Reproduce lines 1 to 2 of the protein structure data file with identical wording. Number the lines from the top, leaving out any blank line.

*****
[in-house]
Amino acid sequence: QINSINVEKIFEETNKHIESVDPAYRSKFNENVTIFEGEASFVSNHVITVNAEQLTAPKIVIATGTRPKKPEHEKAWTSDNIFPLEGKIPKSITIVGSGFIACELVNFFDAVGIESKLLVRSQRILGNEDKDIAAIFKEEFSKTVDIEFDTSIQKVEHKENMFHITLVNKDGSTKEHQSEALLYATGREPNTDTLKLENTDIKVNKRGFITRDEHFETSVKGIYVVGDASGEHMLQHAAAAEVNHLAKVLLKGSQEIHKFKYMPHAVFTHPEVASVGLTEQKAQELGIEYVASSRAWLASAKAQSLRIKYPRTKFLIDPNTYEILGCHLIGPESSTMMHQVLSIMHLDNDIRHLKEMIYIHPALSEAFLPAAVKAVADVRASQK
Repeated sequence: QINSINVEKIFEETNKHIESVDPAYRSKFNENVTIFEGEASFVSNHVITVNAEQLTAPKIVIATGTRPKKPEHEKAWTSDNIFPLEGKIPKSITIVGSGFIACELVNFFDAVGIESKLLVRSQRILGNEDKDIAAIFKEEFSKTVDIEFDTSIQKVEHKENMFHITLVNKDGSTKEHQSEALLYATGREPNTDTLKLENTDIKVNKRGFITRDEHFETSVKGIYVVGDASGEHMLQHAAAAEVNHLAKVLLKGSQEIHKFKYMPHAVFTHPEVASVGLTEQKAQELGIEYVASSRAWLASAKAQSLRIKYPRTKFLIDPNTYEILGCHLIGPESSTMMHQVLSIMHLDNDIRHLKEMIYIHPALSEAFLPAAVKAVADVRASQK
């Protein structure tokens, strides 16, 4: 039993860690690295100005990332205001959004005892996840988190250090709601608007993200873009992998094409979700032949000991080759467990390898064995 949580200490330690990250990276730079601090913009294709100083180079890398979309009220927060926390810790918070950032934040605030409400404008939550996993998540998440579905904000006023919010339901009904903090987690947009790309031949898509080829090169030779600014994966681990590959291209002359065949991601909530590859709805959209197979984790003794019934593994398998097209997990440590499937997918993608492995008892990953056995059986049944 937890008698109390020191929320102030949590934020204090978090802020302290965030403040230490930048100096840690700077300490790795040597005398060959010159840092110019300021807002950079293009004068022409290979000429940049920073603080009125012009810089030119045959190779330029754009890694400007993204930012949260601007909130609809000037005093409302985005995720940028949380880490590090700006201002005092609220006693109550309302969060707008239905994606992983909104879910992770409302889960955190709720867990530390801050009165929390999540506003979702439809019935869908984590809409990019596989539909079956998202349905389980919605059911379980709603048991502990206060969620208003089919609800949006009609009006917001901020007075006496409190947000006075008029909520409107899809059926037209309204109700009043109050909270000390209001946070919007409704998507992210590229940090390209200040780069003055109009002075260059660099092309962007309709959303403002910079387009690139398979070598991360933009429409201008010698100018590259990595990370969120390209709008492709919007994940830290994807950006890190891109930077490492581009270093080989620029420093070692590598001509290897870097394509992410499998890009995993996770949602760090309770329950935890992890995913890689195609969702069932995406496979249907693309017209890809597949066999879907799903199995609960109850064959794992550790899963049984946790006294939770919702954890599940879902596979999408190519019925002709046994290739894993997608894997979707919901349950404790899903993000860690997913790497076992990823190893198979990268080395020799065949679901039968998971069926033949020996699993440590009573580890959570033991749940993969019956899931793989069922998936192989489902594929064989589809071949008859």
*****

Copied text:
[in-house]
Amino acid sequence: QINSINVEKIFEETNKHIESVDPAYRSKFNENVTIFEGEASFVSNHVITVNAEQLTAPKIVIATGTRPKKPEHEKAWTSDNIFPLEGKIPKSITIVGSGFIACELVNFFDAVGIESKLLVRSQRILGNEDKDIAAIFKEEFSKTVDIEFDTSIQKVEHKENMFHITLVNKDGSTKEHQSEALLYATGREPNTDTLKLENTDIKVNKRGFITRDEHFETSVKGIYVVGDASGEHMLQHAAAAEVNHLAKVLLKGSQEIHKFKYMPHAVFTHPEVASVGLTEQKAQELGIEYVASSRAWLASAKAQSLRIKYPRTKFLIDPNTYEILGCHLIGPESSTMMHQVLSIMHLDNDIRHLKEMIYIHPALSEAFLPAAVKAVADVRASQK